Thread: New keris
View Single Post
Old 28th August 2005, 10:03 PM   #56
marto suwignyo
Member
 
Join Date: Jan 2005
Posts: 52
Default

Pak Purwa
Yes, we can set an example, we can try to influence, we can try to teach, and we can start with our children as soon as they begin to understand, but have you noticed that the members of each new generation invariably know more, and are wiser than their parents?

Perhaps in a rural, or a village situation, the traditional Javanese heirarchy may still survive, but in the towns and cities, there is little use for heirarchically structured language. Bahasa daerah may be taught in SMP, but the teaching of Krama Inggil , or Madya, remains a family thing, and time spent on learning this can seem to be time wasted in today's ultra competitive environment. Some of the non essential trappings of culture can hardly compete with the necessity to earn a living.

Theory and practice.....

When I wrote:-

"unless those of us who do maintain an interest in Javanese culture, take a serious and studious approach to the preservation of that culture, eventually the unique features of the culture will be forgotten."

I was writing emotionally, rather than logically. As we grow older I believe many of us become conservative in the way in which we view the world that is passing from us, and we tend to regret that things are not able to stay forever as we have known them.Change, and new ways seem to be foriegn to us and to lack the integrity of the ways with which we are familiar.The ways in which a society handles the problems which face it must change in order to allow the society to cope with the changing world around it, just as the ways of the individual members of a society must change to allow each of those people to survive as circumstances change.As the societies within a culture change, these societal changes must inevitably impact upon the cultural values that are held at the time of change, and eventually, the change in society, is reflected in a cultural change.

Javanese culture and society is not the same in the year 2005, as it was in 1905, or 1605, or 1305.

The Javanese language itself is primary indicator of this ongoing change. Prior to the rise of the Mataram dynasty, the Javanese language did not appear to contain the multi level structure which became the dominant feature of the language as it has existed for the last couple of hundred years. However, although this use of language is a primary indicator of the nature of the society as it exists at any time, it may be argued that language of and by itself is not a core value of a culture, but merely a reflection of the values of the moment, within the culture.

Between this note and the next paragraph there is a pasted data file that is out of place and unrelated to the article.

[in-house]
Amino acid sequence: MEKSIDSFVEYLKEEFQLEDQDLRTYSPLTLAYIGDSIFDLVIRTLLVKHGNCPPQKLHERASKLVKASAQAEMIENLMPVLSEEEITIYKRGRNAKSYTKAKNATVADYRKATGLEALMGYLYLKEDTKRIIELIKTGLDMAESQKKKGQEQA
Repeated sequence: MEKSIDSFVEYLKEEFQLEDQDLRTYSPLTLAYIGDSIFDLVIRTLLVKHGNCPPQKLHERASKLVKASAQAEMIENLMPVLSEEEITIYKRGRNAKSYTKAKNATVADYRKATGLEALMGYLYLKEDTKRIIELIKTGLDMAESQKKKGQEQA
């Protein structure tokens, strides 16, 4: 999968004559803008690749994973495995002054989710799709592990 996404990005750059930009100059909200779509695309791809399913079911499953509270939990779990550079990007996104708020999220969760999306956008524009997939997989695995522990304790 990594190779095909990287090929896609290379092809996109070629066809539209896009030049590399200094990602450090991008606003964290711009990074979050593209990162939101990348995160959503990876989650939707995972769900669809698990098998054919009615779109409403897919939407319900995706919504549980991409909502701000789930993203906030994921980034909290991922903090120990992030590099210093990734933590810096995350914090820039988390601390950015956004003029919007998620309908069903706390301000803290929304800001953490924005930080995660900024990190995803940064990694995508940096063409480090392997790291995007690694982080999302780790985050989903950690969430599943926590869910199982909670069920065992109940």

This change in the use of language is not unique to our own language, but applies across the entire expanse of all language, with the exception of those languages which are recognised as being dead. If we live, we change. If a language does not change, it will die. Language, reflecting culture provides the same tale in respect of any culture:- where a culture is unable to change, that culture will die.

A core value of Javanese culture is its ability to absorb from other cultures and societies those things that will benefit the society, and to discard those things which will weaken it. When Java has taken from an outside source, she has invariably synthesized that which which she has taken, and remoulded in her own image, so that something which was originally Hindu, Chinese, Dutch or Portuges re-emerges as something which has taken on the form, colour or structure of Java, but which has built upon a foriegn foundation. This characteristic of our culture is at once its strength, and its weakness.

The culture of Java may not be able to return to the agricultural roots of Mataram and Majapahit, but the ability of the Javanese people to select the best from other cultures and societies , and then to reshape these things in ways that will benefit and strengthen Javanese and Indonesian society, and re-inforce Javanese culture, is the very reason why Javanese culture will never be absorbed into any "world culture", but rather will continue to retain its own unique identity.

So, although our professors warn us that the Javanese language is all set to disappear, what they really mean is that the Javanese language forms that our ancestors needed to survive in a heirarchical society, will disappear.In modern Indonesia the tiered societal structure that our grandfathers were familiar with is becoming flatter with every passing day. Our language will inevitably change to reflect this flattening structure. But the language will not die, it will live , as the culture of Java will continue to live, because both language and culture are strong enough to change.

If we are to identify a single value as the defining value of Javanese culture, then from a historical point of view this value must be the ability to absorb, synthesize, recreate.The history of Javanese culture and society is one of adaption and survival.As an icon of Javanese society the keris has also changed through the years , and because of its ability to change it survives today, and will continue to survive as long as it can continue to change to fulfil the needs of the changing society and culture of which it is a part.

In my previous post I wrote emotionally, this time I have attempted to write logically.

Javanese society, culture, and the blossoms of the culture will survive, simply because the nature of the culture is to change with the change of seasons.
marto suwignyo is offline   Reply With Quote